South Australia: Why Faith?

Women’s Auxiliary of the Ahmadiyya Muslim Association of AustraliaThe Women’s Auxiliary of the Ahmadiyya Muslim Association of Australia conducted an interfaith webinar, “Why Faith?” on 24th of July 2021. Vice chair of Religions for Peace Australia and President of the Multifaith Association of South Australia – Ms Philippa Rowland – participated in this event. Her contribution includes the interconnectedness of all things, the care of the Earth and the need to help guide our global family in the right direction.


Salaam Alaikum – Firstly, I acknowledge I am living on unceeded Kaurna/Peremangk land and pay my respects to Aunty Heather and to Elders past present and emerging across the many First Nations of this vast Country. Eid Mubarak! I acknowledge this important time of Eid al-Adha for Muslim communities around the world and how hard it is for so many during this time of global pandemic. I speak today as a practising lay Mahayana Buddhist, of Anglican heritage who grew up in different countries.

“The word ‘Buddha’ comes from the Sanskrit root Budh, to be awake, to be conscious, to know. From the same root comes Buddhi found in the Hindu Bhagavad Gita, meaning in different contexts: intelligence, reason, vision, wisdom. It’s a human faculty that helps us to distinguish what is good and beautiful from what is evil and ugly, what is true from what is false, and thus helps one to walk on the path where this great prayer of the Upanishads finds its fulfilment.

From delusion lead me to Truth.

From darkness lead me to Light.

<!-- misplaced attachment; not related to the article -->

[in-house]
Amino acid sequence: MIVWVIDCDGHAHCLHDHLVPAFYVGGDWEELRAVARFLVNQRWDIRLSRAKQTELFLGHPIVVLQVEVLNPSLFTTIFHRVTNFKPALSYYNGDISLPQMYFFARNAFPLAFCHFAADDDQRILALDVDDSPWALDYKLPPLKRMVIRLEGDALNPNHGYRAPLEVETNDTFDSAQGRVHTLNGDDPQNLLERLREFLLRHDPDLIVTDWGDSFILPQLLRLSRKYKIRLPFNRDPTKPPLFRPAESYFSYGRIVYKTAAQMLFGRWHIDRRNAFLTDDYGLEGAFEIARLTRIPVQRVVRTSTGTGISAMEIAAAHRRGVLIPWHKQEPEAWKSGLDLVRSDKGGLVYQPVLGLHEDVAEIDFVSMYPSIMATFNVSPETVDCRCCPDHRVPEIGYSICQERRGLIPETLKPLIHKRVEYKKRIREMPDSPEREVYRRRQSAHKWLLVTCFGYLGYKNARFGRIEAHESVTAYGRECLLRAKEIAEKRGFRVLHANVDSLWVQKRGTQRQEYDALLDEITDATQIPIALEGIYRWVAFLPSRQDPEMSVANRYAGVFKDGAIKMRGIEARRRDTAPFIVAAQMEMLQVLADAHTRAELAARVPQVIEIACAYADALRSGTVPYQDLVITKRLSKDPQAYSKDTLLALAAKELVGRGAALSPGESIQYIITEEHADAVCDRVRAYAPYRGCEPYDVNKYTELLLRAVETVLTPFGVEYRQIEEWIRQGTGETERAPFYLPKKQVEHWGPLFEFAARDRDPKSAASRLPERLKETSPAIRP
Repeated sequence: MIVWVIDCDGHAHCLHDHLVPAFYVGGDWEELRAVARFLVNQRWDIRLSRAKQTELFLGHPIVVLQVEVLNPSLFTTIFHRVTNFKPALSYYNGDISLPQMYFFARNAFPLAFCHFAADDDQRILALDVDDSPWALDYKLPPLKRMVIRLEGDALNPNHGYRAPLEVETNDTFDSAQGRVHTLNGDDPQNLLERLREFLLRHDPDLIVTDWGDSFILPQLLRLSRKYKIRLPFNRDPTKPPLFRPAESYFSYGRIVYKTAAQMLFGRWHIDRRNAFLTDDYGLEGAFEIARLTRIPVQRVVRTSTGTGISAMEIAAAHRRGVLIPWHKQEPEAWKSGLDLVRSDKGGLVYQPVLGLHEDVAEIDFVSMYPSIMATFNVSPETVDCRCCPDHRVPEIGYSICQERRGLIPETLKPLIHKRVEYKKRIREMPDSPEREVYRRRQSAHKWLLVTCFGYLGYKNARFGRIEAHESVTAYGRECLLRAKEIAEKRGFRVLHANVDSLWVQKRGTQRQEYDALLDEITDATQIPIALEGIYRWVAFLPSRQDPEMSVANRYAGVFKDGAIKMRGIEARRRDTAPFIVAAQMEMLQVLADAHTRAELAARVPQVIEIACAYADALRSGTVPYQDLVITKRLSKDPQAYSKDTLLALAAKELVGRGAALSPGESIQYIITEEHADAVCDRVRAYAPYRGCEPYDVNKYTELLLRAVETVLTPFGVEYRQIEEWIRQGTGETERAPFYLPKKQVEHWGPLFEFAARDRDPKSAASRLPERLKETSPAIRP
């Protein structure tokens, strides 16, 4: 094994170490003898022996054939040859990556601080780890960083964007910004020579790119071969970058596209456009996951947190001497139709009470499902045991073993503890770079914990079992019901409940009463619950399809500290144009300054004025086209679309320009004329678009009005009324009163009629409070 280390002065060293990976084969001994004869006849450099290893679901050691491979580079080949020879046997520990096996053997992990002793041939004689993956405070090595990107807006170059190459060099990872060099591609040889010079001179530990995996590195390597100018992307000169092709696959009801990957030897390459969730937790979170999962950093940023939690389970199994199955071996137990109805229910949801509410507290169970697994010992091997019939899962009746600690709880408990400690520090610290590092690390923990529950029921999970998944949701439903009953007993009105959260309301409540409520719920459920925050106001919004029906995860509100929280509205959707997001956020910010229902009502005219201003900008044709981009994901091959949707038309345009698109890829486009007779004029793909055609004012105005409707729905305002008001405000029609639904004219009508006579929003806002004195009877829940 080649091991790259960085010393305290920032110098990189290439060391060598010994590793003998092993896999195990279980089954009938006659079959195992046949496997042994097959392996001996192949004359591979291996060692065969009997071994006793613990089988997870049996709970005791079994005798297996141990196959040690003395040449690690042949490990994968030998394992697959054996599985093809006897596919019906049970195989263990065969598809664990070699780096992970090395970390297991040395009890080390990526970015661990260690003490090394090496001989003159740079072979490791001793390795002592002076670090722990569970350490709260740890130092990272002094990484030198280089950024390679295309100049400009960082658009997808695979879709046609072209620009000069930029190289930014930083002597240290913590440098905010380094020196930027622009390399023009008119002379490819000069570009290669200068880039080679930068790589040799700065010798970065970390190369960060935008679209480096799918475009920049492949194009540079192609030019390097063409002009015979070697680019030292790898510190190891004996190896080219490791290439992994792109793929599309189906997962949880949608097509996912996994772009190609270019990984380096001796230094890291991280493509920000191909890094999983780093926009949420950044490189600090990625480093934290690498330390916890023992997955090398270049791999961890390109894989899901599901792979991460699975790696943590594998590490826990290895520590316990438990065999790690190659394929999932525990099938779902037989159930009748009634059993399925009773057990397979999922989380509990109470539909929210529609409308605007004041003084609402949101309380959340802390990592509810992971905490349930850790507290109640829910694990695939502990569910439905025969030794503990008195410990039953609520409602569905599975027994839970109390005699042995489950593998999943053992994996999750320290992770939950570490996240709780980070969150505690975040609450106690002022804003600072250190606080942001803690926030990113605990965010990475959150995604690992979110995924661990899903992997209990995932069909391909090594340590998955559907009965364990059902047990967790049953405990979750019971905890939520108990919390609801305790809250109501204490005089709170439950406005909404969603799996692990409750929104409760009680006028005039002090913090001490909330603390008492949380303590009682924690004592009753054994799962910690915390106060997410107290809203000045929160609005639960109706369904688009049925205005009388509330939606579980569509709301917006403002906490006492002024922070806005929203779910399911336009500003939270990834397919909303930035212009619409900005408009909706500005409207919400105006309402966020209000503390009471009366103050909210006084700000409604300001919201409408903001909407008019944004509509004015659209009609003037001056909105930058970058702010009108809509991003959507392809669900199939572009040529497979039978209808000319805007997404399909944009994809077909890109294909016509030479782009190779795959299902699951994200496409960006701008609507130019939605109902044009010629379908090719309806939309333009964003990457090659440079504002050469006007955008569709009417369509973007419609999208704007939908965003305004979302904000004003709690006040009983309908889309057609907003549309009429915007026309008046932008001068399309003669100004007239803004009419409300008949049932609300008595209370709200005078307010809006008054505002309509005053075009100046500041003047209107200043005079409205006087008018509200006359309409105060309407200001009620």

From death lead me to Immortality

It has been said that the Upanishads are the path of Light; the Bhagavad Gita is the path of Love; and the Dhammapada is the path of Life – but Buddha says simply:

Do not what is evil. Do what is good. Keep your mind pure. This is the teaching of Buddha. Dhammapada 183.” 1

Why Religion?

  • As a source of inspiration and hope;
  • For a sense of the universal divine beyond our human frailties;
  • Guide to daily living and the choices within our power to make – how we live, how we treat our family, our community and the wider world;
  • Thus as a moral compass in our daily lives to motivate our efforts for the sake of all.

In Buddhist thinking, this “all”, encompasses all living beings. The interconnectedness of all things and the specific role given to humanity is treated variously across different faiths.

Yet at the core of all religions is a sense that we Humans were given great gifts. With those gifts come great responsibilities: a key one is to be responsible stewards of Mother Earth and our fellow creatures.

Pope Francis explains Integral Ecology in Laudato Si’,2 calling us all to “heed the cry of the Earth and the cry of the poor and vulnerable”. Buddhist teacher Thich Nhat Hahn also teaches on Interbeing3. As His Holiness the Dalai Lama says ‘..we need a clear awareness of the interdependent nature of nations, of humans, of plants and animals and this world’.

Two key concepts sit at the heart of Hindu, Buddhist, Jain, Sikh and other eastern theologies:

  • Ahimsa – the concept revered in Ahimsa is respect for life, for all life – it calls us to non-violence to self and to all others, non-violence in thoughts, words, and deeds;
  • and the second is also central:

  • Karuna – means compassion or loving kindness, directing our actions to actively care for others.